The purpose of this test is evaluate the performance of branches developed by Kai Risku running backups of a repository with Mbox and SQLite files (a Thunderbird profile):
- Repository: a Thunderbird profile folder, with ~23 Gb, of which the Mbox files represents 19 Gb (82%), and the largest SQLite file has approximately 450 Mb.
- Storages - three local folders:
- one for the "Duplicacy official" compilation (DO)
- one for the "hash_window" compilation (HW)
- one for the "file_boundaries" compilation (FB)
- All storages with variable 1M chunks.
- Perform the full initial backup of the entire folder using the three jobs.
- Proceed with normal daily use for a few days, that is, sending and receiving emails from multiple profile accounts, and run a daily incremental backup.
- On the last day, perform a "compacting" (Thunderbird command) of the files.
- The repository and storage sizes were measured with Rclone (www.rclone.org).
prunecommand will be executed.
By the chart below we can see that the total size of the storage was consistently smaller for the hash_window compilation.
We can also see that the daily increase in storage size is slightly smaller for hash_window compilation, except for the last day when compaction was performed, and the performance of the original Duplicacy compilation was better.
The hash window compilation was also better in the total number of chunks and the number of new chunks each day:
The uploads were aligned with the storages increases:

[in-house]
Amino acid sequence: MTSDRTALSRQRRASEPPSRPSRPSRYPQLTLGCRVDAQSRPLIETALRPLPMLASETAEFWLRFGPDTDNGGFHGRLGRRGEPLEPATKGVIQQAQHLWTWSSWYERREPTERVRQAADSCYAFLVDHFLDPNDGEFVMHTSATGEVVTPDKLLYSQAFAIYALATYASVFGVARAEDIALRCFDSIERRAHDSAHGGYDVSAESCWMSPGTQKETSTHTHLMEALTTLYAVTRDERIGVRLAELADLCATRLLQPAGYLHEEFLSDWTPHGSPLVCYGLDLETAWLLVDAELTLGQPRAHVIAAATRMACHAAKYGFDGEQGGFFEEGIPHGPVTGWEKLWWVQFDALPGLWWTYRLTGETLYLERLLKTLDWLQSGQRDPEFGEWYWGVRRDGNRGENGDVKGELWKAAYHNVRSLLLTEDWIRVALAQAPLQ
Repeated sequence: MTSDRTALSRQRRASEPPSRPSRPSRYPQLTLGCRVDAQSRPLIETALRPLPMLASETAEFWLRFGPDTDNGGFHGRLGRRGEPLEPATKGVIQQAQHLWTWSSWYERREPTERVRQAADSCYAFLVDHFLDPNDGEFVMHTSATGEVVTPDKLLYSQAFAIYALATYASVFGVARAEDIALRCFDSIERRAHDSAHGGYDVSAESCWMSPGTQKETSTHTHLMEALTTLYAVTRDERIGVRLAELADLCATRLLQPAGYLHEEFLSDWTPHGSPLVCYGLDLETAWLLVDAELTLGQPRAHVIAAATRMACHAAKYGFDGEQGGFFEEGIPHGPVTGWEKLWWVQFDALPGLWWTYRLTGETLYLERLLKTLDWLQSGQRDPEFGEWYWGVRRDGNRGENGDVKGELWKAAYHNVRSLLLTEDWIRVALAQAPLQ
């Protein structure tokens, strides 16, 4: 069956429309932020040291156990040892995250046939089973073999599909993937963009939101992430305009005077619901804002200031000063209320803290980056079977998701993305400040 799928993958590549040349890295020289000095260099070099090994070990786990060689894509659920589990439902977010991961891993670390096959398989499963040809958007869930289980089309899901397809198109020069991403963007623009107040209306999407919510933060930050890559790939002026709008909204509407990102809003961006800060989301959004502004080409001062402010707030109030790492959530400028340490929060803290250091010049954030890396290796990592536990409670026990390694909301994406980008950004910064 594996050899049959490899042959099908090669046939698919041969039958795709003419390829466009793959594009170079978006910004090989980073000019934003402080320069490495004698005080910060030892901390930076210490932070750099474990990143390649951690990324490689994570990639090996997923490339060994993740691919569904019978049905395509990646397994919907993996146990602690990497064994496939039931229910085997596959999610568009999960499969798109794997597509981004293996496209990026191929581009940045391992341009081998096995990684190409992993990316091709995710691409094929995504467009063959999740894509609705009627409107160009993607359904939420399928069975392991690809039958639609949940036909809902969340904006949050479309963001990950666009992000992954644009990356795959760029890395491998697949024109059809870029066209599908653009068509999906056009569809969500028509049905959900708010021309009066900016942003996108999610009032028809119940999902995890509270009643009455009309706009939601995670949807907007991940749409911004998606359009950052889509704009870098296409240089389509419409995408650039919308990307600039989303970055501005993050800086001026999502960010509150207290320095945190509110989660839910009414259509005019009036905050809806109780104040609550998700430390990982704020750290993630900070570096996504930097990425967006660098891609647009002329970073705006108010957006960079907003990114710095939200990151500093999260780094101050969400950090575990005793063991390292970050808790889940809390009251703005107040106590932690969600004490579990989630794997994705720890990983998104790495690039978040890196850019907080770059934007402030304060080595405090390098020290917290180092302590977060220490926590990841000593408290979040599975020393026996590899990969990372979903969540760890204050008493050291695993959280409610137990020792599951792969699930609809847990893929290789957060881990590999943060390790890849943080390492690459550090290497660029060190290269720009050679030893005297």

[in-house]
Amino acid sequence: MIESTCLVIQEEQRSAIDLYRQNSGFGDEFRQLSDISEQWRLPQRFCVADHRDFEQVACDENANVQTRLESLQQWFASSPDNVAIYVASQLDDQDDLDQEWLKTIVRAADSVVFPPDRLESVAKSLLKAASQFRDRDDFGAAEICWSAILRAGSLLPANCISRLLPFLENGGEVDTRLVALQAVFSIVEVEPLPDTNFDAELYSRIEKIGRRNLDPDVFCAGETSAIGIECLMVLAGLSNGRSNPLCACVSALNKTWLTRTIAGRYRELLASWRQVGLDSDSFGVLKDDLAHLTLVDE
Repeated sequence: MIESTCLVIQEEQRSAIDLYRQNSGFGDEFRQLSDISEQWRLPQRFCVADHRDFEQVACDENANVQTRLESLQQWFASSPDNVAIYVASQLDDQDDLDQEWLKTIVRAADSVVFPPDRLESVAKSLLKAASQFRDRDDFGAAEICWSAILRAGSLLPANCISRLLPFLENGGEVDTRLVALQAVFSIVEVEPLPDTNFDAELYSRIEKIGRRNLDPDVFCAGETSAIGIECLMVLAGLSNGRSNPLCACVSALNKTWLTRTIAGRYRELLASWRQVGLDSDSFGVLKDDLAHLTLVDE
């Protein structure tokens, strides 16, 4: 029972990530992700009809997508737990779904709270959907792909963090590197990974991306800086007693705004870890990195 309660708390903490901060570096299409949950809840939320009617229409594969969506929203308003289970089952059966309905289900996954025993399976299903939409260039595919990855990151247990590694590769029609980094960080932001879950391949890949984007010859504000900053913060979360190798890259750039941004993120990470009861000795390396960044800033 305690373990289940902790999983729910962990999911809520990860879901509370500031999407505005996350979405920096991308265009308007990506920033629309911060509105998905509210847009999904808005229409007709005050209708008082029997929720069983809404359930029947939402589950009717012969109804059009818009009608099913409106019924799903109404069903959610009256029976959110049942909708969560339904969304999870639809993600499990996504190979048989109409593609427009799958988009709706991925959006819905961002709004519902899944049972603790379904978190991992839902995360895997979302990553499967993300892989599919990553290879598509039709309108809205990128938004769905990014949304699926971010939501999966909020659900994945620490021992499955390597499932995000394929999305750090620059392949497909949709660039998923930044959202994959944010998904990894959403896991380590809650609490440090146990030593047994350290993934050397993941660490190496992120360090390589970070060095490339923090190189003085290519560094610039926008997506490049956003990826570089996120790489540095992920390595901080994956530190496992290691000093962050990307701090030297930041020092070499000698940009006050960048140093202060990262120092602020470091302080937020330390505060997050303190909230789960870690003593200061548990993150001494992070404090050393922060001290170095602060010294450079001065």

Then, in the middle of the test, as the result already seemed consistent, and remembering Test 6, I decided to add 3 more jobs (DO, HW and FB), but without the databases, and see the results:
Note: on day 4 the "official" compilation job didn't run because there was a typo in the script and I only found it the next day when I checked the logs.
And finally, an important point to evaluate, especially in the case of cloud storages, is how much storage grows as the repository grows. And in this regard, the big "villain" is again the database backup:
(Remembering that the backup was running with variable chunks, which is not ideal for databases)
The hash window build seems to actually have slightly better performance for this use case.
The storage of the backup with all files (databases and txt files) grows from 3 to 21 (!) times the repository increase, but when we exclude the databases from backup, the increase in storage is only 1.2 to 2.5 times. We conclude then that the use of variable chunks is not really the best option when databases are involved, making backup unfeasible. On the other hand this configuration applies well to the other types of files.
Several other analyzes can be made, then I provide the complete data below:
|Day||Repository size by Rclone||Repository increase|
|DO - storage size by Rclone||DO - storage increase||Revision||DO - all chunks||DO - new chunks||DO - uploaded||backup time|
|HW - storage size by Rclone||HW - storage increase||Revision||HW - all chunks||HW - new chunks||HW - uploaded||backup time|
|FB - storage size by Rclone||FB - storage increase||Revision||FB - all chunks||FB - new chunks||FB - uploaded||backup time|
|DOnoDB - storage size by Rclone (kb)||DOnoDB - storage increase||Revision||DOnoDB - all chunks||DOnoDB - new chunks||DOnoDB - uploaded||backup time|
|HWnoDB - storage size by Rclone (kb)||HWnoDB - storage increase||Revision||HWnoDB - all chunks||HWnoDB - new chunks||HWnoDB - uploaded||backup time|
|FBnoDB - storage size by Rclone (kb)||FBnoDB - storage increase||Revision||FBnoDB - all chunks||FBnoDB - new chunks||FBnoDB - uploaded||backup time|